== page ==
The psychological aspects of electronic sports: Tips for sports psychologists

SAMUEL GARCÍA-LANZO, IVÁN BONILLA  and ANDRÉS CHAMARRO

Professional competition in the field of videogames, known as electronic sports (esports), is rapidly growing and sport psychologists are considering provid- ing support to optimize performance. However, psychologists doubt whether esports is an activity of their competence and players (gamers) and coaches know little about how psychologists can help them optimize their performance. The aim of this article is to bring information related to esports and to how sports psychology applies to the context of competitive gaming. The paper begins with an overview of video gaming, tracing the evolution from the first recreational games to the international competitions of today. The article goes on to define esports and to discuss the extent to which they can be considered sports. Next, the article discusses the role of the sport psychologist in esports and offers an overview of the psychological issues worthy of special attention in this field. In addition, the article presents a career model applied to esports. Finally, the authors provide some reflections on the psychological factors involved in esports, highlight the possible roles of sport psy- chologists, and suggest possible directions for future research and interventions.

Is culture a (still) useful category of psychological and social analysis?

MICHAEL MCDOUGALL, TATIANA V. RYBA and NOORA J. RONKAINEN

The need to centralize culture in research and practice is now well-established in sport psychology and spans different genres of our discipline. Yet, in spite of some precious gains made in the last decade, the culture concept and the uses of it in sport psychology have already arguably become limited and stifled. Setting this observation within historical patterns of culture study witnessed in other disciplines (e.g., anthropology, cultural studies, organizational management), we offer a theoretical critique that outlines the possibility for the death of culture as a meaningful concept in Organizational Sport Psychology and Cultural Sport Psychology. Subsequently, we argue for the continued usefulness of culture and, how, in spite of many infirmities, it remains an essential concept for the analysis of psychological and social life. For culture to remain intellectually vital in these analyses (and in the development of competent cultural practice) though, it must be positioned differently, and with more theoretical variety and rigor. To support our arguments, we close with 5 (not exhaustive) recommendations that can help to secure the future of culture in sport psychology.

Sport performance interventions: Evaluating past strategies and providing future recommendations

CHRISTOPHER MESAGNO, DENISE M. HILL, KARL STEPTOE  and DANIEL J. BROWN

The purpose of this review is to highlight the emergence and development of psychological interventions that facilitate optimal performance, and propose future directions for applied sport interventions. Within the past 40 years, educational and alternative psychological skills training (PST) strategies (e.g., self-talk, relaxation) have been proposed, and researchers have shown they can be effective in facilitating athletic performance. However, such PST interventions largely promote the removal (or reduction) of unwanted psychological experiences. In contrast, researchers have offered contemporary approaches whereby athletes should be encouraged to increase their capacity to experience unwanted feelings, cognitions, or intentions, rather eliminating them, to increase psychological flexibility for optimal performance. We review this literature and offer future research directions that focus on the use of technology, on-line sport psychology consultancy, and consideration of post-performance assessments, as methods to improve future PST intervention delivery.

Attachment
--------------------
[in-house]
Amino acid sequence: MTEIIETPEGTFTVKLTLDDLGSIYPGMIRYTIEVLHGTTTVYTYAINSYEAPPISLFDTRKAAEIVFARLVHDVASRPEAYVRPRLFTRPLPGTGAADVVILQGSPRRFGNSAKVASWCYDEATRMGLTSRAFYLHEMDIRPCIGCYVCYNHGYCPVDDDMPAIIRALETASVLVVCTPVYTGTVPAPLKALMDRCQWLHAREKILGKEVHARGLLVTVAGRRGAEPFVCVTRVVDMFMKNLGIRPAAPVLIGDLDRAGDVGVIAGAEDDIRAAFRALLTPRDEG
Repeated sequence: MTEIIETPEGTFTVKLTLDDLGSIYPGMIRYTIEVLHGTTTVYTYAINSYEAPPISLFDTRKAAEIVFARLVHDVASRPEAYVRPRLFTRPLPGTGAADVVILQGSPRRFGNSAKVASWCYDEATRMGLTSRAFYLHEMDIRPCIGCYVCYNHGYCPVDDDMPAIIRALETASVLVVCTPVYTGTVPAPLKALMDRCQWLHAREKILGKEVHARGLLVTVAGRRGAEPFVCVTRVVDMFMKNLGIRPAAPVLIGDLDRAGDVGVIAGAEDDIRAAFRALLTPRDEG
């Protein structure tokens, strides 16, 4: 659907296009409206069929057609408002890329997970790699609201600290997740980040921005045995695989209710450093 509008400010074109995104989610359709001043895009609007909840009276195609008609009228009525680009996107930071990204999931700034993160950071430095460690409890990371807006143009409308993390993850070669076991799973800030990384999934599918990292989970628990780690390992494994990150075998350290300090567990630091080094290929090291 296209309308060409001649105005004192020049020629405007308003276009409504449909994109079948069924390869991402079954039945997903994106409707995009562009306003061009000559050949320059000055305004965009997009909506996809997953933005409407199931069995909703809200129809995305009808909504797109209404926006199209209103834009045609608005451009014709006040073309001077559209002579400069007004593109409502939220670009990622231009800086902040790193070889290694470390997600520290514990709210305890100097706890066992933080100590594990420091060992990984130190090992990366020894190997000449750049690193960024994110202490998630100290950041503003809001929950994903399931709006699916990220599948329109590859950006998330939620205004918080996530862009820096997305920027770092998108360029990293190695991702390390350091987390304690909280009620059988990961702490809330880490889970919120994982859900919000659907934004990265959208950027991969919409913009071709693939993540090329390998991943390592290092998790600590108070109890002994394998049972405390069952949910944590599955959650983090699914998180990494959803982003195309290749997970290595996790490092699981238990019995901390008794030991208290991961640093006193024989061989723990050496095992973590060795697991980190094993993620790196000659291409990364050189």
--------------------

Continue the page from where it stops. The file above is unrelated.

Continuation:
Coaching with virtual reality, intelligent glasses and neurofeedback: The potential impact of new technologies

THOMAS SCHACK, JOHN ELVIS HAGAN JR. and KAI ESSIG

The last decades have seen new sport technologies become increasingly important for recording, analyzing, and optimizing athletic performances. Combined with valid and defined diagnostic methods, these techniques have opened new perspectives and opportunities for an individualized and context-sensitive action support for training, competition, daily living management and communication. New technologies do not only allow athletes to reach better training results in a less amount of time, but also allow coaches to get more insights on training processes with more effectiveness. This contribution provides an overview of recent technological advancements in sport psychology and highlights their key characteristics as well as useful applications. Techniques that enrich the physical environment of athletes, such as virtual, augmented, and mixed realities are described with modern and mobile output devices like intelligent glasses. Additionally, explanations on attentional, auditory, and brain-related technologies such as neurofeedback that can help improve the cognitive processes of athletes, and serve as diagnostic and training tools are provided. The contribution concludes with a discussion on the ethical and practical implications of these new technological approaches for sport psychology from a broader perspective.